Rental Market
Autumn 2018

Rental Market Figure 1Annual growth in rental values across the UK remained stable at 0.9% in September, according to the official IPHRP produced by the Office for National Statistics. However, rental growth is projected to rise to 2% over the next year, and average 3.5% per annum over the next five years, according to the latest survey from the Royal Institute of Chartered Surveyors. Across London, for the fifth consecutive month, average rents remain lower than a year ago, albeit the 0.2% decline is slightly less than the 0.3% experienced in July and August. Respondents to the RICS survey anticipate little price change across the Capital over the next year, although longer term expectations are more positive. Knight Frank report annual rental growth has returned to prime central areas, with rents rising by 0.9% in September compared to a decline of 3% in the same month last year.

Rental Market Figure 1The interplay between supply and demand in the rental market is well known, and there are signs that supply across the Capital is tightening. Data from LonRes indicates to date in 2018 rental instructions across prime London are down by 8.8%, although as with the sales market this disguises nuances. Instructions of properties up to £1000 per week are down by 10%, while those with a rent of between £3000-£5000 are down by just 1.5%. While instructions are down for properties over £5000 per week, the super prime market (+£10000 per week) is holding steady. The prime residential stalwarts of Kensington, Mayfair and Knightsbridge remain the locations of choice for those seeking a super-prime let.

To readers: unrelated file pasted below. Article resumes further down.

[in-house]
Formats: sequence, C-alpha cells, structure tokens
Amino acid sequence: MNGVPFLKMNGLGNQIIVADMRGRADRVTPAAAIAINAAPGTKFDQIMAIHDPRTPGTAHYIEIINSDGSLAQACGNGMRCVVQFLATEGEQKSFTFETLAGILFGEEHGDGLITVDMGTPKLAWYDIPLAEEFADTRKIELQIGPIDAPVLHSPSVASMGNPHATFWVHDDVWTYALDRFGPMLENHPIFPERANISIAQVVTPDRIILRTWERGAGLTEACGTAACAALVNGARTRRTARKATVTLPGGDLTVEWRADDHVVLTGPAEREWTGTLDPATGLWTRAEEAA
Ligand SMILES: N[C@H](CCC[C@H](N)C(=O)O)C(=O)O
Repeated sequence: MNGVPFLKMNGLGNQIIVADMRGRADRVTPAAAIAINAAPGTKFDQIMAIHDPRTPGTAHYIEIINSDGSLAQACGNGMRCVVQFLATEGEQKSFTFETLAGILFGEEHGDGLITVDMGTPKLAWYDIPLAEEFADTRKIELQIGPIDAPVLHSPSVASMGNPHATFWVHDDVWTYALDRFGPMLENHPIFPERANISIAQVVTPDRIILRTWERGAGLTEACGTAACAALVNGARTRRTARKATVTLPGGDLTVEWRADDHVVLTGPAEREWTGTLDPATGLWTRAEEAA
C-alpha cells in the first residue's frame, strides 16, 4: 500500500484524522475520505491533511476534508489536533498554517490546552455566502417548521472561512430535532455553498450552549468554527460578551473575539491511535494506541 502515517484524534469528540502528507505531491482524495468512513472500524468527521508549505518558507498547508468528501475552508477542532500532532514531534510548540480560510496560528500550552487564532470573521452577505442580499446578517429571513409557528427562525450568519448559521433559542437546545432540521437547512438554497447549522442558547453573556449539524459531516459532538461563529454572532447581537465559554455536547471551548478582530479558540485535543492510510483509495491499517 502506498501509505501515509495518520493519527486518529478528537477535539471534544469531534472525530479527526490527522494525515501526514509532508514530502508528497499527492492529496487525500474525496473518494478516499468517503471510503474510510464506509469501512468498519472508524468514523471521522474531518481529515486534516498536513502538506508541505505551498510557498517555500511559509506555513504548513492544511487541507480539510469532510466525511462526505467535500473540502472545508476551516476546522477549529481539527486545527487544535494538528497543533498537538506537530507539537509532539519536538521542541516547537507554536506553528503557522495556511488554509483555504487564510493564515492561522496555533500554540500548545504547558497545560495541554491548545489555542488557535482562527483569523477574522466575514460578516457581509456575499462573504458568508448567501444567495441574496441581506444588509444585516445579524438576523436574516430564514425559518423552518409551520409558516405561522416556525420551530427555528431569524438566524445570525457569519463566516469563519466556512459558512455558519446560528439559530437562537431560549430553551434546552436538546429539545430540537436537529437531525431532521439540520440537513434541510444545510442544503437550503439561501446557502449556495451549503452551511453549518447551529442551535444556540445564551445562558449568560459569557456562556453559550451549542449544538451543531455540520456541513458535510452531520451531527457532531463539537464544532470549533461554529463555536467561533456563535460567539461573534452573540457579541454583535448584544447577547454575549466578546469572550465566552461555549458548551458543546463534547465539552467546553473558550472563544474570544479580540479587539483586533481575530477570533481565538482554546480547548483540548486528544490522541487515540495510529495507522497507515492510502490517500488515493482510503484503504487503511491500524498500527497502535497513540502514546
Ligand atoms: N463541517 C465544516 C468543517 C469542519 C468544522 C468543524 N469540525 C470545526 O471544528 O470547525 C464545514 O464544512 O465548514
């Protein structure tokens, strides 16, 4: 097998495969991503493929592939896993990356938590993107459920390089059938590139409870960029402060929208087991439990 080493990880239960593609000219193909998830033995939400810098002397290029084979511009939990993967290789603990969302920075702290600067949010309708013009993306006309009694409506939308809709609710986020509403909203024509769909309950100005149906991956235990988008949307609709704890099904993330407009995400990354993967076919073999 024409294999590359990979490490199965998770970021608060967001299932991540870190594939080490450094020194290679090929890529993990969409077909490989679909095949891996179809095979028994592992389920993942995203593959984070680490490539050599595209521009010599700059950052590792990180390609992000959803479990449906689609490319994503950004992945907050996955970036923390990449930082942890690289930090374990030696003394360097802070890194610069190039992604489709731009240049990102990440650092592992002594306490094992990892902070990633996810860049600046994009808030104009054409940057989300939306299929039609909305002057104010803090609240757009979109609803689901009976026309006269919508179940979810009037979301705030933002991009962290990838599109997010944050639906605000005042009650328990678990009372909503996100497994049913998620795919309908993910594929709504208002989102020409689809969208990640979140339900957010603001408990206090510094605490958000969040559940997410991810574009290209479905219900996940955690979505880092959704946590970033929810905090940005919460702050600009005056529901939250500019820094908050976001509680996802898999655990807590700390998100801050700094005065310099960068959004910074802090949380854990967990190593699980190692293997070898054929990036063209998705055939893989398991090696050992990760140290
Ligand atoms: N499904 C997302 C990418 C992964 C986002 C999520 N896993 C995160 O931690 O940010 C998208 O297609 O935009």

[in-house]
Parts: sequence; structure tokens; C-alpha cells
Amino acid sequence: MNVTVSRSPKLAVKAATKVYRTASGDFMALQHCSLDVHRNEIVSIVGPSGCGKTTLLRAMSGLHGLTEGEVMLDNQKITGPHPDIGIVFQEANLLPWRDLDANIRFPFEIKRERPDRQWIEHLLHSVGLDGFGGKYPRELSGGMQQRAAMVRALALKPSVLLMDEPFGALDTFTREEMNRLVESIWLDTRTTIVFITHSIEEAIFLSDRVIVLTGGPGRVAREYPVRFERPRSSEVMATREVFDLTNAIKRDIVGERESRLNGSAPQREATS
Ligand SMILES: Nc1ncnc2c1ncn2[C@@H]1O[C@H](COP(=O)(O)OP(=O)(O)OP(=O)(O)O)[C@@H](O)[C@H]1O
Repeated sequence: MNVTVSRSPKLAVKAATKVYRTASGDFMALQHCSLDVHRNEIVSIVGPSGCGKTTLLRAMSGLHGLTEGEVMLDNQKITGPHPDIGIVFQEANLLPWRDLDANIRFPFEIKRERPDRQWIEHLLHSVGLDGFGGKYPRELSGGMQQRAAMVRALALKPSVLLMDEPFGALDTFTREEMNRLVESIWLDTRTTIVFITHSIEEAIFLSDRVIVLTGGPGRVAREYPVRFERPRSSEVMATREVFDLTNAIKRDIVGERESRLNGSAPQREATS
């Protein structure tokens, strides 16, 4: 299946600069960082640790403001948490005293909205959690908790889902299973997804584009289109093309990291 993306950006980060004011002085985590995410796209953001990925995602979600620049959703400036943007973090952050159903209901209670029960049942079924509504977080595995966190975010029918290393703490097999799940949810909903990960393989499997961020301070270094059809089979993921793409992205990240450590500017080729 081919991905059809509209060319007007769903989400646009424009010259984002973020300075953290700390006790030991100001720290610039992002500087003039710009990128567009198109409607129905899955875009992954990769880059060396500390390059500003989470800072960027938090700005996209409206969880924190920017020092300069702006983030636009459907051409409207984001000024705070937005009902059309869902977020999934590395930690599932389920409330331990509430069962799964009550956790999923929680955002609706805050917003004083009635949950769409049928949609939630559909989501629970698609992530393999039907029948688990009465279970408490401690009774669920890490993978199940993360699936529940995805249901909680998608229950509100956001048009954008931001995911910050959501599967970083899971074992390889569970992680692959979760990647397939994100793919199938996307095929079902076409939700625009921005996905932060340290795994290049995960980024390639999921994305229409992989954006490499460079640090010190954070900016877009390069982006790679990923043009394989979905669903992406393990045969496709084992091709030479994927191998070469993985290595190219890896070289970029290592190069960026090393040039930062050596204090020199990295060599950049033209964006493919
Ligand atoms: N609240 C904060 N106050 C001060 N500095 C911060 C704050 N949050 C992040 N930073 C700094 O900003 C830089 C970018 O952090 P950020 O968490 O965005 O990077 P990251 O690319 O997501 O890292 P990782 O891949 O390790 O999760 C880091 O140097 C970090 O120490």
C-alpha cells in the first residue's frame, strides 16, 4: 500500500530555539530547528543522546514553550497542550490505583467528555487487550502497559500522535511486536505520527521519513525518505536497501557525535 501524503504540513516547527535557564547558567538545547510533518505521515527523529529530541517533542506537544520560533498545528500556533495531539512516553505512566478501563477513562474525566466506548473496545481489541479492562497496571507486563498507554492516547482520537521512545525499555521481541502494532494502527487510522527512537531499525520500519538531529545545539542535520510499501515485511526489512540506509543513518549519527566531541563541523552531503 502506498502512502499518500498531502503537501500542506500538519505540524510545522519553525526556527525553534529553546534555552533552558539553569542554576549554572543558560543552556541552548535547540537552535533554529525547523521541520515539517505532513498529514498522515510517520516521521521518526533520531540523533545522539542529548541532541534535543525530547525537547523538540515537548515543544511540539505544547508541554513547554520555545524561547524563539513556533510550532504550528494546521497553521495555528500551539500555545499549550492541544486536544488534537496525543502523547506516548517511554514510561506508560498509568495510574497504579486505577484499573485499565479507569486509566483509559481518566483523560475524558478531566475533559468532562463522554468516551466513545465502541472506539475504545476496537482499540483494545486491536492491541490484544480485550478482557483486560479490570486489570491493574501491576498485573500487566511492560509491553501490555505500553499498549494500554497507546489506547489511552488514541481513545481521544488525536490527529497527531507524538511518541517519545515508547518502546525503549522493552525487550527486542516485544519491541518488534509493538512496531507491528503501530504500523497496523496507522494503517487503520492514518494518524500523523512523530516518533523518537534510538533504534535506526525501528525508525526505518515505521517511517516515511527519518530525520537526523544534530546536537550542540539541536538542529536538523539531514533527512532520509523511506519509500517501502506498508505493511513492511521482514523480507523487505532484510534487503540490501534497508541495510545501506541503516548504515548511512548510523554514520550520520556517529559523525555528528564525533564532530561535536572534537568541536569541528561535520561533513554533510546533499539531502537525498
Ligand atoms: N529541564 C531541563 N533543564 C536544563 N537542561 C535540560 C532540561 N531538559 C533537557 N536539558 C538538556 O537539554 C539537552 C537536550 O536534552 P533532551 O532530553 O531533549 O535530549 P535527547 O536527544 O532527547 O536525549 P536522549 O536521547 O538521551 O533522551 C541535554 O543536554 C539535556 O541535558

September is traditionally the busiest month in the annual calendar for lettings and 2018 is no exception. However, across the prime London market, the volume of lets agreed is down on the same month a year ago, a trend that has persisted across the market for much of the year. RICS report that tenant demand across London has staged a sustained recovery over recent months and it may well be that some are delaying the decision as to whether to rent or buy until the Brexit question is clearer.